Thursday, July 19, 2018

THE ENCHANTER by Vladimir Nabokov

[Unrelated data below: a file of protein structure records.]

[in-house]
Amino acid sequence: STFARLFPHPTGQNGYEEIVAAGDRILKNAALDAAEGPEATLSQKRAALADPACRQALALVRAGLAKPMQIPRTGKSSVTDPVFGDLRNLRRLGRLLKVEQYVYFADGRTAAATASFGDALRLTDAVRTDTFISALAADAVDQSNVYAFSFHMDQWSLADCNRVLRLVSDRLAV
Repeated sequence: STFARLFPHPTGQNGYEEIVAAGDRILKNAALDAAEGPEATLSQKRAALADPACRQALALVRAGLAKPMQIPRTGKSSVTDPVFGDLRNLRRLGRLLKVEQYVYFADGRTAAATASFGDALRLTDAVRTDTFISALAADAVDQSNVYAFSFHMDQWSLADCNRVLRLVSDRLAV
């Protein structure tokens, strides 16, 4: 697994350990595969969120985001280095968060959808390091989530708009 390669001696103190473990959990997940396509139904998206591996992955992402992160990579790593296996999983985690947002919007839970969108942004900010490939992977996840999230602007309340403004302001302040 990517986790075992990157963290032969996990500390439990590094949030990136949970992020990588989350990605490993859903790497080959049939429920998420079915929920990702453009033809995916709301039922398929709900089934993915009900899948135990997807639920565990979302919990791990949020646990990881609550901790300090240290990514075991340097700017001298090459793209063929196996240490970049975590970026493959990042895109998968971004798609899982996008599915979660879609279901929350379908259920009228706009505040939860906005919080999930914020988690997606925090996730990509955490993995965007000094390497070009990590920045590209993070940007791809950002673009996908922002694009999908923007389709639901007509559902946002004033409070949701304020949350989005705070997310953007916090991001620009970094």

Nabokov's The Enchanter, while impressively written and translated, is surely the most minor and conventional Nabokov book I've ever read. An early, skeletal, melodramatic conception of the Lolita narrative, its best-left-in-manuscript quality was probably recognized by the author, who never made more than a gesture toward publishing it during his lifetime. As usual in these cases, the estate should have trusted the author's apparent instincts. Nabokov is at his best with all stops pulled; The Enchanter, while it has its pleasures--the expressionistic suicide at the end, Nabokov's handling of the terror of desire and its frustrations--reads as a relatively muted, hedged and hasty performance. It's not a necessary addition to the V.N. canon; all but completists can safely skip it. In the inevitable context of Lolita, this little book is nothing more than an idea Vlad got right the next time.

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